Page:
Overseas nationals own almost 250,000 homes across England and Wales, the latest research by London lettings and estate agents Benham and Reeves shows.
In the current market, that is £90.7bn worth of property, suggesting that the UK remains a safe haven for foreign homeowners.
On a regional basis, London is home to the highest value of foreign owned homes, with the 85,451 properties belonging to overseas homeowners equating to a total value of £45.3bn.
Westminster ranks top, with foreign owned homes commanding a current market value of £11.8bn, while in Kensington and Chelsea this total sits at £10.7bn.
Tower Hamlets ranks third, although some way off the top two, with overseas homeowners sitting on £3.7bn worth of property, followed by Wandsworth (£3.3bn) and Camden (£3.2bn).
Outside of the capital, Buckinghamshire is home to the highest value of foreign owned homes at £31.1bn, while Tandridge (£1.6bn), Liverpool (£1.4bn), Salford (£1.1bn) and Manchester (£1.1bn) also make the top 20 list.
Director of Benham and Reeves, Marc von Grundherr, commented: “It’s not just domestic homeowners who have benefited from some extreme rates of house price appreciation in recent years and despite attempts to deter foreign interest, the value of homes owned by overseas buyers remains considerable, to say the least.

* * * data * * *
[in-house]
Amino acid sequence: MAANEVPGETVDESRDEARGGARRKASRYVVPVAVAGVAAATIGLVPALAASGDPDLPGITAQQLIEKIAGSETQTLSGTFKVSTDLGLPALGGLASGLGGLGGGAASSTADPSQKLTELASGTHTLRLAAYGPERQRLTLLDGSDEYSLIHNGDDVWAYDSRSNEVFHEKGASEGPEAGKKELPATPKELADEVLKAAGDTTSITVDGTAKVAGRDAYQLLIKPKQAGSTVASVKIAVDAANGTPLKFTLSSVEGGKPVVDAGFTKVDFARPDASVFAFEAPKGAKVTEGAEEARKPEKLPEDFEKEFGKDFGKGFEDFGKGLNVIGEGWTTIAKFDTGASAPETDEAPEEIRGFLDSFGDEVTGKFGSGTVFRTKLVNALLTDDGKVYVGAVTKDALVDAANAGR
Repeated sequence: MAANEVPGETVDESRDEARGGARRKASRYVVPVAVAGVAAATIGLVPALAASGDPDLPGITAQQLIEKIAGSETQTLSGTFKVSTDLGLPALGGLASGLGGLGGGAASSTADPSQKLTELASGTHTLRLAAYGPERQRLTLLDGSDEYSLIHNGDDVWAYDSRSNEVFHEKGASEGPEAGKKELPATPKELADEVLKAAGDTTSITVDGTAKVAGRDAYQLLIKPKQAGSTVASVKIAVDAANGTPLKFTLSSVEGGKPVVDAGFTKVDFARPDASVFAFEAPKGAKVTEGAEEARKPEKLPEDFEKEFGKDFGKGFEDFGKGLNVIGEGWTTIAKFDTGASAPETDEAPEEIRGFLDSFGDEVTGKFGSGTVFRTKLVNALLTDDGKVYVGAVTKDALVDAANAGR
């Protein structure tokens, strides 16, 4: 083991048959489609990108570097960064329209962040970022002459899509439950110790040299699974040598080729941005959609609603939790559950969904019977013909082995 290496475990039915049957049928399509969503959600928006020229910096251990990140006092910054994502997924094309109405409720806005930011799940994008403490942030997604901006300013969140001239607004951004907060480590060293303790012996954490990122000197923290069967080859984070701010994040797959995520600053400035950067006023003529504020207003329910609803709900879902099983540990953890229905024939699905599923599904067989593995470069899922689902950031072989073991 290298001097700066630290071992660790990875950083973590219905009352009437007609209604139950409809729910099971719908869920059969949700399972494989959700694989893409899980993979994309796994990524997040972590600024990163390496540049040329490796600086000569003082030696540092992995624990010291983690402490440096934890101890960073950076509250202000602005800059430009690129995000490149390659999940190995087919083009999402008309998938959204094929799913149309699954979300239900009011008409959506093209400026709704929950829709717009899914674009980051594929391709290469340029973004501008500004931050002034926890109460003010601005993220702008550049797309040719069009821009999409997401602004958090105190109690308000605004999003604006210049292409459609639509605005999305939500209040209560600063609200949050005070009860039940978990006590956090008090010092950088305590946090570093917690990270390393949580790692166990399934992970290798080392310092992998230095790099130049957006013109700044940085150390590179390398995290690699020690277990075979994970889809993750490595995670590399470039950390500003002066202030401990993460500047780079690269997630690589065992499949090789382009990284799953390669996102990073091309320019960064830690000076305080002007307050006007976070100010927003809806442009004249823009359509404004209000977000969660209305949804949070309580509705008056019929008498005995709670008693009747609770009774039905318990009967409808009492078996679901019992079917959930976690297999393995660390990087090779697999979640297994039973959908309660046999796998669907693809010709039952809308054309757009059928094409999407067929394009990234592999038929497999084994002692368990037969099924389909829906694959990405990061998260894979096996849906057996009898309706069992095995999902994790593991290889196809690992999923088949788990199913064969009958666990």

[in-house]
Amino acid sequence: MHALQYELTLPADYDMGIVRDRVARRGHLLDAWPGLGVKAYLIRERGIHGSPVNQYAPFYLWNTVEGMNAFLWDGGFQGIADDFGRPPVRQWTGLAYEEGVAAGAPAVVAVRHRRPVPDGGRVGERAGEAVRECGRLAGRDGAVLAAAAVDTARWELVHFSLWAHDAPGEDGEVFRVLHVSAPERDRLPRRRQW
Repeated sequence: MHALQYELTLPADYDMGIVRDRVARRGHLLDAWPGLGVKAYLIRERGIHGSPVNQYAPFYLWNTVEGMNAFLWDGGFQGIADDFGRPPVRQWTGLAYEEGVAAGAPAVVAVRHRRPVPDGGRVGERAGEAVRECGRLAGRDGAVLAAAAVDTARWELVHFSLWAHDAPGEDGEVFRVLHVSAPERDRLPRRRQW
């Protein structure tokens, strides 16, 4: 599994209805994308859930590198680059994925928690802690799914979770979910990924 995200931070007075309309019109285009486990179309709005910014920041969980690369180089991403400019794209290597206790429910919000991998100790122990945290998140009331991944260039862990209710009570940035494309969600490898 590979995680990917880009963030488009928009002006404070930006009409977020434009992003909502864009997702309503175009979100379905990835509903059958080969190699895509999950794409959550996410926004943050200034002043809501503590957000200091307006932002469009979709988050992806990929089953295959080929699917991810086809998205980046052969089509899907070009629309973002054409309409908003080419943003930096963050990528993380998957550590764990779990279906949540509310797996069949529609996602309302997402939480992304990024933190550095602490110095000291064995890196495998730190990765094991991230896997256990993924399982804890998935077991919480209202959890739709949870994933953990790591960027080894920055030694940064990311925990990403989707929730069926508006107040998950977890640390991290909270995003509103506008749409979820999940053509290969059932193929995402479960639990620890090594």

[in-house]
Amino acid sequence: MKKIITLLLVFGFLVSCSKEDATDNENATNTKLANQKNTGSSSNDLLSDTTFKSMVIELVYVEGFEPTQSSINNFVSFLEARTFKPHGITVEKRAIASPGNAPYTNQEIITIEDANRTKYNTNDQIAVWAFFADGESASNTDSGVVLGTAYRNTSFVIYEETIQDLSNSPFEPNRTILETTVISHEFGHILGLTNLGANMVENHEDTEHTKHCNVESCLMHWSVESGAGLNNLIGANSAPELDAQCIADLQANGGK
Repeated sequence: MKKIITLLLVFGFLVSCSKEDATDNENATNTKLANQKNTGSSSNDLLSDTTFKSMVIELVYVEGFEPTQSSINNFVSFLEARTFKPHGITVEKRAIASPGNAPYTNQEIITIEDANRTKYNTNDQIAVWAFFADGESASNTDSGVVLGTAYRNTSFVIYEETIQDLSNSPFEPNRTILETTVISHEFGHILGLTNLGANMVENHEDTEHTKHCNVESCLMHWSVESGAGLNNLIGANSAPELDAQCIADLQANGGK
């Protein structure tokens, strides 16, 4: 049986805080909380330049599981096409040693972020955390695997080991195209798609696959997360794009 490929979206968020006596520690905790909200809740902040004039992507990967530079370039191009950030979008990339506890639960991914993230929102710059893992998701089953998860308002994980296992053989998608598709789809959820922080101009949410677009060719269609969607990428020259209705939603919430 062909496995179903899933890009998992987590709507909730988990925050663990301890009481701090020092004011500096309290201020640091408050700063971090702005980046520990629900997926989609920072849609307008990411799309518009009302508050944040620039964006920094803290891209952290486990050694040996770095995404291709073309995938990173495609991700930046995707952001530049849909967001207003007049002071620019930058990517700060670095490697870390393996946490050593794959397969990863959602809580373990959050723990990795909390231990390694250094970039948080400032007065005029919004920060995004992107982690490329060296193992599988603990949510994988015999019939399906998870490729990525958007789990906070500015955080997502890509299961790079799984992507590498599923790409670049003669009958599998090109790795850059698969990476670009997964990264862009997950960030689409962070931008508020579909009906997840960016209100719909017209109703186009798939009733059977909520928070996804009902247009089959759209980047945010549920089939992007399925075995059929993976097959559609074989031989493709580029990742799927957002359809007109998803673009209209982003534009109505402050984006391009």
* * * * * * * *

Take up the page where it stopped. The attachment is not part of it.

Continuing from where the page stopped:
“While London is home to the highest concentration of foreign owned property market wealth, it’s certainly not confined to the boundaries of the capital alone, and overseas buyers remain an important segment of the market across England and Wales.”
|Tables show the current market value of homes owned by individuals with an overseas correspondence address, based on the number of foreign owned homes multiplied by the current average house price in each area|
|Location||Est overseas ownership||Current average house price||Est value of overseas ownership|
|East of England||18,919||£344,943||£6,525,975,773|
|Yorkshire and The Humber||14,046||£201,806||£2,834,566,643|
|West Midlands region||11,699||£242,145||£2,832,853,516|
|England and Wales||247,016||N/A||£90,718,889,453|
Before leaving Chiswick for York 2.5 years ago, I watched as every spare space along the River, into and beyond the City, was filled with high-rise, expensive apartments, marketed to Far East investors. Most of them remain empty, appreciating in value, and avoiding tax.
Rather than punishing UK-based landlords who are providing an essential service, these non-doms should be an easy target for significant taxation… and they can’t fight back. To start, I would increase council tax at least 6-fold.
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